Everyone knows the Alton Walking Festival is one of the biggest and longest in the country.
We in Walk Alton always claim it’s the best, too!
The event features well over 100 varied and interesting walks, led by enthusiastic leaders. But is everyone aware of the enormous amount of preparation that takes place before the Festival starts?
The Alton Walking Festival runs from May 1 to May 31. Back in early November that seemed a very long way away, but Natalie and Kaylie in Alton Town Council were already asking potential walk leaders to submit their proposals for walks, so lots of experienced and new walk leaders were putting together their plans a long way before Christmas.
The programme of walks for May will be in the public domain this month.
For walk leaders and backmarkers, that means much more intense preparation is now the order of the day!
On these pages you’ll find some observations on the general theme of walk preparation by our Walking Festival leaders.
I hope that as you read their comments, it will become clear that leading walks for the festival requires very much more than turning up on a (hopefully) sunny day and leading a happy group off into the countryside!
After the initial route planning on the map, there could well be multiple walk recces before the final event.
Sometimes problems will emerge which may require a change of plan – and it may even be necessary for the walk leader to clear some undergrowth on the route before the date of the walk.
So if you join a Walking Festival walk in May, please spare a thought for the amount of thought, planning and physical effort that goes into every walk!
The Alton Walking Festival details will be available this month. Get the details oneline at http://www.alton.gov.uk/ or by picking up a printed brochure listing all walks, available from a wide range of locations in and around Alton from mid-March.
One of the longer festival walks is the one from Winchester back to Alton, led by Alison Smallwood and John Elder. Alison writes about a recent walk recce:
All great walks involve necessary planning and a recce. We undertook a full recce of our 20-mile Winchester to Alton walk, with the bonus of additional company for the day from Ian Fleming and Roena Gooch.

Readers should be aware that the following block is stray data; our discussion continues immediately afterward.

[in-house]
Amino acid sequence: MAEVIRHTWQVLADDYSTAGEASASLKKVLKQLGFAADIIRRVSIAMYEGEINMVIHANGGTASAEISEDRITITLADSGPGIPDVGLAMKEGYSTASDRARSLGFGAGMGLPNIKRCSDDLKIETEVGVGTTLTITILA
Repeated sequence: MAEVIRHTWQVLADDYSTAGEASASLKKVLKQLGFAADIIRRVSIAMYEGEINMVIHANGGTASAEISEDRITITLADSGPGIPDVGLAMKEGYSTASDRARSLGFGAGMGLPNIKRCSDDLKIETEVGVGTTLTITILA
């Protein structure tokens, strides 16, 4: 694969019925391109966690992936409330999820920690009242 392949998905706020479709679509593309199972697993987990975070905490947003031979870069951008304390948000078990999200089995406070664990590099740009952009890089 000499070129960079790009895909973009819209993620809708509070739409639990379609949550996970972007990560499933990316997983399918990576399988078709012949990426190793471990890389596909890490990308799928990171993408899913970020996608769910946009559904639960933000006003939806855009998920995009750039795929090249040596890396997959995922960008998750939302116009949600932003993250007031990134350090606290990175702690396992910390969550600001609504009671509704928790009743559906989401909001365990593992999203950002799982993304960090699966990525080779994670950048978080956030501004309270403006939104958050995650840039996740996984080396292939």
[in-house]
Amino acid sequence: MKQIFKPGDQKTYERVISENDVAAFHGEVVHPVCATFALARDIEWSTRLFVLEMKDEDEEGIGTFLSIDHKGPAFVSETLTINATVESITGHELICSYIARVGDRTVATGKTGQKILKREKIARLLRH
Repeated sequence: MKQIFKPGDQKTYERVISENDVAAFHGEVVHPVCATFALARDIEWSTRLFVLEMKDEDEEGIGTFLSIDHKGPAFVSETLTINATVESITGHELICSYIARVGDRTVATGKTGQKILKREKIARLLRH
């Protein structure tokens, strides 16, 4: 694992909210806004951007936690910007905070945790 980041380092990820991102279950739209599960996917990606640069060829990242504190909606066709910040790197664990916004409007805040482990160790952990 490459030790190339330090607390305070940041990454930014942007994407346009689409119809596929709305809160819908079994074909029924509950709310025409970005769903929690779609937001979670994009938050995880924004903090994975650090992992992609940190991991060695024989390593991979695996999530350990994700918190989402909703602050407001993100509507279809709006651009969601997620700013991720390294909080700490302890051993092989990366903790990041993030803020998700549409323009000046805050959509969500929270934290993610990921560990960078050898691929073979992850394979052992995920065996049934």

Starting with the 64 bus to Winchester, our route back to Alton was south of the A31, via Cheesefoot Head, Cheriton, Bramdean Common, Ropley and Four Marks – and we were lucky to have glorious weather to showcase our beautiful Hampshire countryside.
Ian and Roena provided valuable tips and information along our way, with local and historical knowledge.
There’ll be another recce nearer the time, as conditions change rapidly during the spring months.
We’re all looking forward to the walk in May and of course hope for another glorious sunny day!
Steph Erskine is a new Walking Festival leader this year.
Having to recce a potential walk for the Alton Walking Festival was a great pleasure.
I love walking and am lucky enough to live surrounded by beautiful countryside, with footpaths and trails on my doorstep.
The initial factors to consider were the mileage and the level of difficulty of the walk which I was planning.
I walked the route three or four times beforehand in different weather conditions to ensure it was suitable. A combination of simple tools helped me judge the walk – Strava (for accurate distance and elevation), an Ordnance Survey map (to find alternative footpaths where needed) and a notebook and pen (to note any hazards along the way, as well as any points of interest).
I must admit I learned some very interesting facts when investigating the history of local landmarks and architecture, which I’m looking forward to passing on to fellow walkers!
Clare Allen is leading two walks for the festival and writes about the details of walk preparation:
When planning a walk there are several things which need to be taken into consideration.
The first is how long the proposed walk should be. Are there points of interest on the route, such as bluebells, wildlife, beautiful views or historic buildings? Who are your potential walkers?
After that you have to think about the start point for your walk. If it is a circular walk, there needs to be adequate parking available.
If it is a linear walk, how easy is it to access the start point by public transport?
Having chosen a potential route, it is essential to walk the route, if possible, several times. On the recce walk you need to look out for obstacles – fallen trees, path diversions or animals in a field crossed by a path, together with occasional dilapidated stiles or missing signposts. Sometimes a ‘permissive’ path can no longer be accessed.
Your backmarker has to be selected (persuaded!) and then needs to walk the route with you so you are both confident about it and about any potential hazards.
Before the walk you need to make sure you have everything you need for the day – small first-aid kit, whistle, compass, maps and a (fully-charged!) mobile phone.
On the day you should be able to relax a little, safe in the knowledge you have done everything you can to plan an enjoyable walk for all concerned.